Designer Honors Midwestern Roots
authors Autumn McGarr | September 6, 2019
Overland Park, KS — “I guess I always knew that I wanted to design kitchens and bathrooms,” reflects designer Elizabeth Rishel.
After attaining a design degree with an emphasis on kitchen and bath design from the University of Nebraska Carney, the Minnesota native relocated to Boston to work in cabinetry showrooms. “I’m from the Midwest, so I wanted to have an adventure and learn a lot and see new things,” says Rishel. “After five years out there, I thought, ‘It’s time to go back to the Midwest and stop selling things.’ I wanted to really focus on a holistic design approach, and when you’re selling a product, you don’t necessarily get to get your hands in all the different areas of a project.”
Upon relocating to Kansas City, KS, Rishel joined a prestigious design-build firm – unfortunately, the year was 2008, and the firm went the way of so many businesses at the time. “It was bad. And I had just moved to town. I didn’t know anybody,” Rishel says. “So I made a decision that, looking back now, was very brave when I did it…I started my own interior design company.”
That was 10 years ago. Orion Design survived the recession and is still going strong today. “It worked out so well because I’m a designer who [just] bills for my time,” Rishel believes. “So clients saw it as really accessible and approachable. I don’t sell anything to my clients – I’m really an advocate for them and [I work at ensuring they get] the best possible design.”
Midwestern at Heart
Although Rishel’s work has taken her to many different states, she’s considers herself a Midwesterner above all, and her designs reflect that identity.
“I think in the Midwest, we’re a practical bunch of people,” says Rishel. Her clients take a function-first approach to design, certainly, but that does not mean they sacrifice style. “People say the Midwest is far behind, but I don’t really agree with that,” declares Rishel. She credits the advent of sites such as Houzz with giving her client base access to design influences from all over the world. “Clients know what’s out there. Sometimes they even bring stuff to my attention, like, ‘Have you seen this product?’ Clients are immersed and they’re excited and they are absolutely ‘with it.’”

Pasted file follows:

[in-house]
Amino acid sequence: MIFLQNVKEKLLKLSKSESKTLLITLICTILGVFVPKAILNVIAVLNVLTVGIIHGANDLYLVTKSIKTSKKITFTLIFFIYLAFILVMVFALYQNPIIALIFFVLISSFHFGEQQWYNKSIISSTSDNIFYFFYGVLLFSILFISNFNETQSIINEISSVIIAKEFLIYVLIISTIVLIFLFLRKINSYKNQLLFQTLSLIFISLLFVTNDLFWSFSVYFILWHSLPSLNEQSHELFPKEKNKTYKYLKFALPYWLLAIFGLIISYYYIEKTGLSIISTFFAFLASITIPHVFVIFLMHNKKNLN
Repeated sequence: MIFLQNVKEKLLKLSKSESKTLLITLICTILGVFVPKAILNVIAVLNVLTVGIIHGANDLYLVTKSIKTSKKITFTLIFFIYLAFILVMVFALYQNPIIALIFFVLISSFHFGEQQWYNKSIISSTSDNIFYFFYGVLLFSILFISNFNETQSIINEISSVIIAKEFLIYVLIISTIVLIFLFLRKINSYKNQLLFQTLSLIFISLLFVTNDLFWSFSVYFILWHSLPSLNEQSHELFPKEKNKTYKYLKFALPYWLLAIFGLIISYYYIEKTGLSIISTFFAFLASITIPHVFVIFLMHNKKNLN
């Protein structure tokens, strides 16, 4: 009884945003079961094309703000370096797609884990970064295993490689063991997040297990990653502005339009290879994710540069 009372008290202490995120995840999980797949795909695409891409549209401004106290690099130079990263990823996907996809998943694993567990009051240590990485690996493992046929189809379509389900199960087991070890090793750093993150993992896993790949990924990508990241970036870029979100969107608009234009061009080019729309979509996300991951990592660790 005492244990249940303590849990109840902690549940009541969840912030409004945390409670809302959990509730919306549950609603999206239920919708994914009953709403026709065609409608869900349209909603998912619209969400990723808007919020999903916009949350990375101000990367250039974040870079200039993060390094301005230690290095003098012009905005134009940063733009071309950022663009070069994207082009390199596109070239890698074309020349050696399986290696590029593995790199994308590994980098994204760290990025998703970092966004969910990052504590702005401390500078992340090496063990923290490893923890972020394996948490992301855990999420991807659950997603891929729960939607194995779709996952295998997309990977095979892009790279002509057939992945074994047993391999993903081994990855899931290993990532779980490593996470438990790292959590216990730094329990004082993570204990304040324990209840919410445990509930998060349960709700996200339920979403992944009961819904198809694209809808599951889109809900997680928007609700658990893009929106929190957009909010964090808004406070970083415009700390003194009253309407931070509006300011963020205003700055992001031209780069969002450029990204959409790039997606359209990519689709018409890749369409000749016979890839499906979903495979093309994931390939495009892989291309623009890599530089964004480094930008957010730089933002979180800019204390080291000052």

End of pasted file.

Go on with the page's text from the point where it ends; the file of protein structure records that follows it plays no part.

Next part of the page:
“[The Midwest] is a little bit of a melting pot for design, because we see people looking toward the coast for ideas, but they’re also looking down south, so we get to do all sorts of fun things,” she adds.
But at the end of the day, Midwestern pragmatism always wins out: “It has to function first because I can’t have a client spending $200,000 on a kitchen project and then it doesn’t work.”
Interestingly, Rishel also credits her Midwestern location as being part of her success. “Something that is very different about the Midwest is people talk and they share and they love to see people be successful,” she notes. “[People consistently] say, ‘Oh, I can’t wait to tell my friend about you.’ I was just at a tile showroom yesterday and one of the sales managers there approached me and said, ‘Hey, do you have a card? My neighbors are doing their kitchen, and you have to do it.’” She adds, “People love to connect the dots, and they love to help people.”
In addition to bridging what might be considered a long-standing style gap between the Midwest and the coasts, sites such as Pinterest and Houzz have enabled Rishel to understand her clients’ wants and needs more clearly.
“[Websites] are a great tool for me to pull up and say, ‘Hey, here’s something like what I’m talking about.’ And I may not find exactly what I’m thinking, but I’ll find three things that are close. So I can be like, ‘If these three hoods had a baby, it would be yours.’”
For Rishel, social media and sites such as Houzz not only inspire her but also ensure that she thinks outside the box for her designs. “You look at so many designers’ portfolios and [the projects] will look like they could be the same house. You look through and you’re like, why does this person have five kitchens?”
“I really hope that every project I do is really individual and different,” adds Rishel. “It really comes down to listening and tuning into my clients…What are my clients wanting? What do they think is beautiful? Really honing in on that is critical and why I’ve been in the business for 10 years.” ▪